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Iris scanning | Photo source Pixabay

Tech Explained: Biometrics

Government & Defence

Our latest Tech Explained helps you understand how biometric technology works to identify someone from their handprints, fingerprints, voice or iris.

If you have ever watched a modern spy movie, chances are at some point the hero will need to get past a security system operated using finger or hand prints, voice or iris print for confirmation. This is biometrics – technology that identifies a person based on physical or behavioural traits. Today, biometrics is not just the stuff of secret agents. Airports, hospitals, hotels, and even theme parks are increasingly using biometric security systems. Unlike keys and password-based systems, biometrics have the advantage that they are difficult to copy, and cannot be forgotten or misplaced.

Although biometrics may seem complicated, they all use the same components: a sensor to read and record information; a computer to store the information; and software to connect the hardware to the sensor. In addition, all biometric systems use the same steps. The first time someone uses a biometric system, it records their biometric data. The system then analyses the trait and translates it into code. Then, the next time that a person uses the system, it compares the trait against the stored information.

One common biometric system uses hand or facial geometry. This type of system uses a digital camera and light to take measurements of different points on a users’ hand or face. That information is then translated into a numerical template. Because hand and face geometry is not as unique as other traits, this type of biometric system is most often used for authentication, rather than identification. For example, some businesses use hand biometrics instead of timecards. At Springwise, we have seen facial recognition technology used in government and to identify endangered primates.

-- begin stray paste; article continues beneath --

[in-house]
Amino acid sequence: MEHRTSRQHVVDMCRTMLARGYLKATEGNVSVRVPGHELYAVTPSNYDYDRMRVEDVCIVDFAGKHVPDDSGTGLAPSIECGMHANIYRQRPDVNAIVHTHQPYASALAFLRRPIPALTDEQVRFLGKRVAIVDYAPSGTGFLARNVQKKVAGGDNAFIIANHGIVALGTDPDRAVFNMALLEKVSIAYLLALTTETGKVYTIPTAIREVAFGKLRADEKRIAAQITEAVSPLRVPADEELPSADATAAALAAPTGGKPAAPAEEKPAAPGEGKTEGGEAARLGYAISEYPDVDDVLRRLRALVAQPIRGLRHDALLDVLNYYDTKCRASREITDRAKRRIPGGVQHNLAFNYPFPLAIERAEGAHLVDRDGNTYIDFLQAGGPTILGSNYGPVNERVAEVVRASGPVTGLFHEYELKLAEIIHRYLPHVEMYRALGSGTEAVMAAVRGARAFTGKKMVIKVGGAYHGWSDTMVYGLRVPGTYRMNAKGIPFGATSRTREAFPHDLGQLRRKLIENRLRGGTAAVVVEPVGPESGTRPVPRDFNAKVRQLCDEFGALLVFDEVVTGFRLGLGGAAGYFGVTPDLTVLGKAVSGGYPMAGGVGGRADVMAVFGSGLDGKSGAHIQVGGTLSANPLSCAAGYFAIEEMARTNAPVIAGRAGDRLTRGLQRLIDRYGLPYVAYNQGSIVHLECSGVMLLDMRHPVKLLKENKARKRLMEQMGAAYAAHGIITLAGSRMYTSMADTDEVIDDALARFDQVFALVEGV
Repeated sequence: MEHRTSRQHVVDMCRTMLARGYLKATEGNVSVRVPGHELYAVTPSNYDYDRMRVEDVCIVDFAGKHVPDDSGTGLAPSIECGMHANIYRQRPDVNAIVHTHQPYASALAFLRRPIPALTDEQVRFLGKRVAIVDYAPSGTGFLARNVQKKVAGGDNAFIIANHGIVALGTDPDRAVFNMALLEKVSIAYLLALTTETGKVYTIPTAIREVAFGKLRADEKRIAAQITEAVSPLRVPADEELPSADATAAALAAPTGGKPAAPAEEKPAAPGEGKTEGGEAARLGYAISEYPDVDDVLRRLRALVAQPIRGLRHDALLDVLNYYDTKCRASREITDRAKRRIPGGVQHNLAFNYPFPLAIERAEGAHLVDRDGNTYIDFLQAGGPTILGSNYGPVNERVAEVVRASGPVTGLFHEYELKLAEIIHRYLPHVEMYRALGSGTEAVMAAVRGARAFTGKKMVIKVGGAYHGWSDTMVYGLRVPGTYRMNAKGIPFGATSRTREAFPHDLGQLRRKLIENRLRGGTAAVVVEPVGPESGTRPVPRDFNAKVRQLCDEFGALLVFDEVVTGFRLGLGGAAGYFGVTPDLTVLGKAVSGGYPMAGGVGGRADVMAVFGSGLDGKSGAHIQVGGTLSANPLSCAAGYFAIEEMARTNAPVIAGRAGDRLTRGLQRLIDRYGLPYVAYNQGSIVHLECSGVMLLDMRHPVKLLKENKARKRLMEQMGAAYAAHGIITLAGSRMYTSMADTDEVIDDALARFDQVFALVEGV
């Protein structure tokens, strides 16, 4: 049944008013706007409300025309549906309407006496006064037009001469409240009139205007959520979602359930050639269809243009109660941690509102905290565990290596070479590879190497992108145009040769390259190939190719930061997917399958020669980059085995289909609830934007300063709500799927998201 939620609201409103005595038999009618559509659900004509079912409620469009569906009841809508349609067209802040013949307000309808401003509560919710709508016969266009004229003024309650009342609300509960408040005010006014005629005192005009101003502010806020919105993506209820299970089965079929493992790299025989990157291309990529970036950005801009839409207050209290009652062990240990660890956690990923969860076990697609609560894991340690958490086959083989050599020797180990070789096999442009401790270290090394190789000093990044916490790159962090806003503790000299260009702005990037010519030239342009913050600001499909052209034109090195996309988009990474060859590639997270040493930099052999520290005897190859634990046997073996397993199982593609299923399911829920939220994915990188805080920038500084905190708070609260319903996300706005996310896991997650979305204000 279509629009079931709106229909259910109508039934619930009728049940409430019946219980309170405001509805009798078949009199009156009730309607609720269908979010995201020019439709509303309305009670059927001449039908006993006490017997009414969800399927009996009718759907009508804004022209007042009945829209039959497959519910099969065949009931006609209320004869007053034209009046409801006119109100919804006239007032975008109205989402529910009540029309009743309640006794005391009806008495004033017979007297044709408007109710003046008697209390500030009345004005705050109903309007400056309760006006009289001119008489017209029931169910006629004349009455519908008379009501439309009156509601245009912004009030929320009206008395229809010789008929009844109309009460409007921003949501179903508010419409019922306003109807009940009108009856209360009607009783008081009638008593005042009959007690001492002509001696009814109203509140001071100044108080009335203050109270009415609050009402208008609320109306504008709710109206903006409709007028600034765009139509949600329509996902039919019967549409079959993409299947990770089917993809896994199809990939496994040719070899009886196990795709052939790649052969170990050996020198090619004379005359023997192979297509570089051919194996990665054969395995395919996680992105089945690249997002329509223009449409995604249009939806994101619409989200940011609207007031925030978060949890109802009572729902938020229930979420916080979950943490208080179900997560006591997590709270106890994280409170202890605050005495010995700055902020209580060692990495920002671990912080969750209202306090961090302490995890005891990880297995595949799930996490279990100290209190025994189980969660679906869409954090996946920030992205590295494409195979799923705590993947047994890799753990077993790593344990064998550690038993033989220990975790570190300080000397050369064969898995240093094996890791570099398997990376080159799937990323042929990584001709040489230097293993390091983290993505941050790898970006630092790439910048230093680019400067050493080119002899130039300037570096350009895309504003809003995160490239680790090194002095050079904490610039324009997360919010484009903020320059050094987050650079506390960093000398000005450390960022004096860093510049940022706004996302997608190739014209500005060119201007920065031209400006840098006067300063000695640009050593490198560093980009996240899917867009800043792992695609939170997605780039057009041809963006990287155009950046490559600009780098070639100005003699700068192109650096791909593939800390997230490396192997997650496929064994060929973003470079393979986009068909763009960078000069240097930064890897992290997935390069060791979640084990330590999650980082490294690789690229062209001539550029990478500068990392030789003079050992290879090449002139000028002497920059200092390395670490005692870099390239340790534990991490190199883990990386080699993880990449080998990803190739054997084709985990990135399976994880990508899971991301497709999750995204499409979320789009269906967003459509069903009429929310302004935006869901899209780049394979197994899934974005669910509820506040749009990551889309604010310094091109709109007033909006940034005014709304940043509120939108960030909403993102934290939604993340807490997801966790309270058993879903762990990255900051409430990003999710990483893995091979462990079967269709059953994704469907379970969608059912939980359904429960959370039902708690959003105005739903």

Fingerprint scanners work in a similar way to hand or face geometry, but are more accurate. The fingerprints are recorded either by taking a digital photograph, or using capacitive resistance. In this method, the scanner measures the distances between each part of the finger and the scanner surface. The scanner then uses this data to build up a picture of the fingerprint.

For higher-security applications, one option is voice biometrics. To enrol in a voice biometric system, users first give a sample of their speech. The words are then turned into a sound spectrogram. This is a graph with the frequency mapped against time. One advantage of voice biometrics is that it allows people to give authorisation without being physically present. However, these systems can be bypassed using a voice recording.

The most difficult biometric system to bypass is iris scanning. This uses visible and near-infrared light to take a high-contrast picture of an individual’s iris. The software then analyses the patterns in the iris and translates them into a code. Iris scanners are actually more precise than fingerprints, as they allow for more points of reference. For this reason, iris scanners are most commonly used in high-security applications. However, Springwise has also covered a startup that aims to bring iris scanning to personal devices.

As the technology for biometrics improves, we are likely to see it encompassed in a wider variety of uses. Although increased use may also raise serious concerns about privacy and security, biometrics are likely to be the ID card of the future. How will people protect their privacy while using biometric systems every day?